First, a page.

Circular economy calls on the EU to think globally, act locally

  
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Potočnik’s main legacy as European environment commissioner was to put resource efficiency and the circular economy on the EU agenda. But the EU is a big ship and turning it around is slow: whoever is next at the helm would be wise to anchor the circular economy in local action and proximity, writes Jori Ringman-Beck.

Jori Ringman-Beck is Director for Recycling, Products and Environment at the Confederation of European Paper Industries (CEPI), an association representing the interests of the EU pulp and paper sector.

The European Union has long battled with the problem of poor implementation of its ambitious environmental policies. Moreover, in a global economy, setting high environmental standards for EU-based producers at worst can damage the competitiveness of the European economy. The result is often that production is simply outsourced to other world regions and consumption carries on as before. Recently, however, more and more people have become aware of the environmental baggage in the rucksack of our consumption.

Acknowledging the environmental impacts of imports is good, but not enough. It still reflects a linear thinking and not the circular economy promoted by Janez Potočnik, European Commissioner for Environment. After consumption comes waste and, like imports, waste also causes environmental impact that are not clearly visible to consumers.

Potočnik told a group of waste experts in London in November that the global pressure on natural resources, rising costs, Europe’s dependency on imports and the environmental impact call for “nothing short of a revolution in our mind-sets and behaviour towards a resource efficient circular economy”.

His economy is based on virtuous cycles, which promote re-use, repair, and recyclability; and where one industry's waste becomes another's raw material. Potočnik pledged to place proposals for the EU waste review within a wider package on resource efficiency and the circular economy.

On other occasions the Environment Commissioner has lamented the difficulty we face, as a society, in escaping the habits of linear thinking and moving to a circular model. In this regard, however, even his own hierarchy is not above reproach: DG Environment is still, for instance, forcing through end-of-waste legislation of which the effect will be to stimulate waste exports with little or no benefit. Had it adopted the circular economy and resource efficiency mindset, the Commission might have abandoned this proposal a long time ago.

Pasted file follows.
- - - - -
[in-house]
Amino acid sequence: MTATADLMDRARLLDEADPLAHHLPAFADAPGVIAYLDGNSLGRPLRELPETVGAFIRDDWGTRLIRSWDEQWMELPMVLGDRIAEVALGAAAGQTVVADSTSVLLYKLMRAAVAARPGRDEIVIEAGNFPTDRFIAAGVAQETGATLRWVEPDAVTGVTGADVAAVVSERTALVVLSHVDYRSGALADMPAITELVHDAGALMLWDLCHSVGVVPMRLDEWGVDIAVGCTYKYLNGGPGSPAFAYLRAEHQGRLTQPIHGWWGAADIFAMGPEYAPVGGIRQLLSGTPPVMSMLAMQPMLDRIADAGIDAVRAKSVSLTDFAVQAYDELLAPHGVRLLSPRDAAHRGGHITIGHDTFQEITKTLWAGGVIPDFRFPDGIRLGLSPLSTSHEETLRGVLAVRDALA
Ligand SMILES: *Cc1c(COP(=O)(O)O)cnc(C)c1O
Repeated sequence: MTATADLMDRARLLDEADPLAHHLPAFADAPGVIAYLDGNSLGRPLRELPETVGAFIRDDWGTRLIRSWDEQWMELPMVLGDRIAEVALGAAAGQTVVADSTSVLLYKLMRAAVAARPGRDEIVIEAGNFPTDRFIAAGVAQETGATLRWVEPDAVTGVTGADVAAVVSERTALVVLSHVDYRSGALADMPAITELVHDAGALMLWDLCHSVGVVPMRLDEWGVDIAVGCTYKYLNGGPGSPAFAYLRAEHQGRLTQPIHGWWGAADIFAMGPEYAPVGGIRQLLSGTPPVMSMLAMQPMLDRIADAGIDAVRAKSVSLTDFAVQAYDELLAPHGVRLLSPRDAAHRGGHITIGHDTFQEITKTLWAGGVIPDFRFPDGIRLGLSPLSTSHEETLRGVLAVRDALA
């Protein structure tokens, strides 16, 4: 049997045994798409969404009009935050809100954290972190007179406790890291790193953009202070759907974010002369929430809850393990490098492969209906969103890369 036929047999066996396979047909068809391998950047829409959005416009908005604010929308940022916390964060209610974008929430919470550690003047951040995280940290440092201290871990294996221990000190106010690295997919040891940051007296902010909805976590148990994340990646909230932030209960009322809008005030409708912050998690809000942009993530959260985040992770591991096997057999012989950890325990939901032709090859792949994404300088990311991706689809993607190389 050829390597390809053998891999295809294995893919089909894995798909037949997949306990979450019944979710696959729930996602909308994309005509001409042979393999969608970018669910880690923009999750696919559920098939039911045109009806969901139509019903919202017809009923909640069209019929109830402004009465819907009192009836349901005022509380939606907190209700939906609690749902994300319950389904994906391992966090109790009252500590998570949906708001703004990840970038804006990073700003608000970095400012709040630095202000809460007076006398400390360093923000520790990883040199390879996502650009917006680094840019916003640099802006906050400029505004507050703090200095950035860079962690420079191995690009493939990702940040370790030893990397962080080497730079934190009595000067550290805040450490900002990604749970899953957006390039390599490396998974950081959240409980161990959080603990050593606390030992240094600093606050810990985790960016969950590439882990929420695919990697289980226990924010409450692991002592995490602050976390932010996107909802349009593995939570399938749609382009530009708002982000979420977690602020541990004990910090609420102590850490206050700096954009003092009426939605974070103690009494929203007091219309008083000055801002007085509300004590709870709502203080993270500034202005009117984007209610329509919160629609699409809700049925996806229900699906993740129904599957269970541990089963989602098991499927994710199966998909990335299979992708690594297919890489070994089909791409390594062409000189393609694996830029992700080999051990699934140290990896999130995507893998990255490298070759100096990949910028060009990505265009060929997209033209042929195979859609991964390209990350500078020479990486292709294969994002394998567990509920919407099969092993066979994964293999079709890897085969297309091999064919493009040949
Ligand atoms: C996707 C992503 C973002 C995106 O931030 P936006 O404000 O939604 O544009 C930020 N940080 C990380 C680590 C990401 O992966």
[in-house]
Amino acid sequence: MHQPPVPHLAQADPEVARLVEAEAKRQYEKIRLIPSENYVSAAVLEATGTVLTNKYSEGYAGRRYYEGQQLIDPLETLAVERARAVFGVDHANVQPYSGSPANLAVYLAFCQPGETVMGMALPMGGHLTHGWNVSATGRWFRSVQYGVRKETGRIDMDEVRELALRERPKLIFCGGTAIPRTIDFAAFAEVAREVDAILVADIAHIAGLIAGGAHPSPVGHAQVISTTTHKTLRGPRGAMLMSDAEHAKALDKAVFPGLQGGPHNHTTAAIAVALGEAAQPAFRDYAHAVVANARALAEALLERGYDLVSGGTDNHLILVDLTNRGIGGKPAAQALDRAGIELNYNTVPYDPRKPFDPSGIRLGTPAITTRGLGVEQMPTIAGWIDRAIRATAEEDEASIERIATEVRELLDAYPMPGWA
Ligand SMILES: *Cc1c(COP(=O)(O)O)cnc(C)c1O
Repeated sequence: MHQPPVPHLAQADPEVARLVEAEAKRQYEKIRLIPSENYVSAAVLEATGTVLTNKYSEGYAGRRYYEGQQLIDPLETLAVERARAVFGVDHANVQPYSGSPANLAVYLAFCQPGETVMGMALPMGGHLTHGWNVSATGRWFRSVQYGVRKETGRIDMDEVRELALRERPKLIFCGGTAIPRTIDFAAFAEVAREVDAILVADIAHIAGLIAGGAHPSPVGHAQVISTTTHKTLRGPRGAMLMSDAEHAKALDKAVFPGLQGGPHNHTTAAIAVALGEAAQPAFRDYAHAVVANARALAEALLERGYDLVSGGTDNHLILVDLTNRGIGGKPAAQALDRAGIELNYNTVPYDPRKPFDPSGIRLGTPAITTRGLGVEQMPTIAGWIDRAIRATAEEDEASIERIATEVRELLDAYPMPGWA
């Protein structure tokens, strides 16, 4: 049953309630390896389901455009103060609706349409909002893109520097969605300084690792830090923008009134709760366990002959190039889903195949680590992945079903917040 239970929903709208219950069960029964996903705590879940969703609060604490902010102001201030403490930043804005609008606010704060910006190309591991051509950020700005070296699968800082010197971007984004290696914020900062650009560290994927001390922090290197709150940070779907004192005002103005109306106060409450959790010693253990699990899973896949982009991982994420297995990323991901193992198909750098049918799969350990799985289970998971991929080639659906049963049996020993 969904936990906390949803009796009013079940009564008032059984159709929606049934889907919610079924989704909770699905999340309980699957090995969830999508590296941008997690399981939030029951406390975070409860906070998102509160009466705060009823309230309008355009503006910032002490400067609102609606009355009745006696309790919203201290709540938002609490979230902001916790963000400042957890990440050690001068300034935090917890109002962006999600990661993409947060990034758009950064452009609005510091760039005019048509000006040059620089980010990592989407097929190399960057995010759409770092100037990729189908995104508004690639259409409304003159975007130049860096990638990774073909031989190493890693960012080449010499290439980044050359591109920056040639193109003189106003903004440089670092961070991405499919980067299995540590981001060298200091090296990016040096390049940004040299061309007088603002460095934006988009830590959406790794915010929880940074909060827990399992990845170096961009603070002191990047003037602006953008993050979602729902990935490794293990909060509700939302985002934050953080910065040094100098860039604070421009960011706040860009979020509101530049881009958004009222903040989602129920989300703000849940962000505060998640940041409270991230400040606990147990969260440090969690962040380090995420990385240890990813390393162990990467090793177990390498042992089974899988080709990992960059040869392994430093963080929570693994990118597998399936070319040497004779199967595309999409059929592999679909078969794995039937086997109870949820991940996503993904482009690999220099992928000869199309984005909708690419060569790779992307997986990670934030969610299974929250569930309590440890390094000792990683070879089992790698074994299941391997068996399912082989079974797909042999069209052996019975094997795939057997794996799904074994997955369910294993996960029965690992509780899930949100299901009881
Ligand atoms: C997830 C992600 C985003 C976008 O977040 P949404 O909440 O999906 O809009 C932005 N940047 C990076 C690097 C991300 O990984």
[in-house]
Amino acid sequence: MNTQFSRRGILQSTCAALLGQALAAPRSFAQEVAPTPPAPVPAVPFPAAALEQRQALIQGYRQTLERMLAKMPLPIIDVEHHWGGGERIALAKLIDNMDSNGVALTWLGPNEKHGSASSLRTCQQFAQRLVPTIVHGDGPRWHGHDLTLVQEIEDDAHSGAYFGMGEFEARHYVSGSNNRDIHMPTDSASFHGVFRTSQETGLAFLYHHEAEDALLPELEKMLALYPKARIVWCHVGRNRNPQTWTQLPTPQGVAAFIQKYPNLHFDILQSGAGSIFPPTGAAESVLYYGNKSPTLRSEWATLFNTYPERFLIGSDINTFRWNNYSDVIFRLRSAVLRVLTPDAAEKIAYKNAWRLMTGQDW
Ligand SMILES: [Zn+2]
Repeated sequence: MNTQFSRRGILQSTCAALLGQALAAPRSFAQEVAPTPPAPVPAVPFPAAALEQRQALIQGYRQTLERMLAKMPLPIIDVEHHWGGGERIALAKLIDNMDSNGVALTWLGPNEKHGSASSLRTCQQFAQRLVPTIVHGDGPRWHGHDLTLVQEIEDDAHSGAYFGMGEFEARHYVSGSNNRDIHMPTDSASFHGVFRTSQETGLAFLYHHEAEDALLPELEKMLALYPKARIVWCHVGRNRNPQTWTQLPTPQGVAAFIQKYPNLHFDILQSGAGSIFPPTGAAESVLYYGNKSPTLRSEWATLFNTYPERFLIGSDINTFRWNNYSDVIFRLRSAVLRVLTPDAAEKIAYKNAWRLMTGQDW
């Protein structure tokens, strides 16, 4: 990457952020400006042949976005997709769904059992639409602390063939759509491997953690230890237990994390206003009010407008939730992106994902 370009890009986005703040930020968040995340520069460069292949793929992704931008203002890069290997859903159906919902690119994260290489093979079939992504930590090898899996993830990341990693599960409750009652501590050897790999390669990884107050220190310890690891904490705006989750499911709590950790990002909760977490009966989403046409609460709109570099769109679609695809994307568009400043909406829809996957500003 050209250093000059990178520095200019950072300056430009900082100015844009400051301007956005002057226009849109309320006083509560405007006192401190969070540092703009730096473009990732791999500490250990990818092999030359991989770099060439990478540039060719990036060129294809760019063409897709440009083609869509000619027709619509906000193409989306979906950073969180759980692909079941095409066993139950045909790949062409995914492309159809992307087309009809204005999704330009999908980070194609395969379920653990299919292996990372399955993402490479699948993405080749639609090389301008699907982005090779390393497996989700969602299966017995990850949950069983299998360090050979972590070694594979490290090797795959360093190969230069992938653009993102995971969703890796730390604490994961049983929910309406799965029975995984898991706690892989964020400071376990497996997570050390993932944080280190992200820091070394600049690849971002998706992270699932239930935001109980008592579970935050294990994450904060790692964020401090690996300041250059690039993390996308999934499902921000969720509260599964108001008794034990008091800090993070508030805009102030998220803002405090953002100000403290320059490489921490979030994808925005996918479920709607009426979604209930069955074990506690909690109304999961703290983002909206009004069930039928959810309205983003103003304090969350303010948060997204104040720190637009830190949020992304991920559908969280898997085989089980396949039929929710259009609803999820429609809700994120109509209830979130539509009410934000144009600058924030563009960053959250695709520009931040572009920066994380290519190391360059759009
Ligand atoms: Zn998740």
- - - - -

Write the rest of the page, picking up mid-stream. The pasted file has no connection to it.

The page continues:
According to the European Commission, 71 % of consumers would avoid buying goods that have travelled long distances. If only people knew, how far their waste travelled too: they might well be concerned about how far their goods travel after consumption. And it is not only the distances travelled that have an impact: the absence of material for recycling locally when waste is exported will only increase resource pressure in Europe, and result in externalities significantly higher than any gain from exporting waste.

With short, local cycles, the same material can be back in production as soon as possible: in European newspaper production, for instance, the recycling loop can be as short as a week; corrugated boxes go ‘cradle to cradle’ in 14 days. The speed of the cycle directly dictates the amount of resources needed in an economy. (As an economist, Mr Potočnik would know this from the velocity of money theory.)

The solution to success in circular economy is the old maxim “think globally, act locally”. If rooted in local rather than global cycles, making the benefits to local sustainability more transparent and tangible, the legacy of Commissioner Potočnik will not only make sense, it will also be more likely to deliver. Moreover, putting people, proximity and local economies at the heart of environmental policies might even - finally - solve the problem of implementation. That alone would be nothing short of a revolution.

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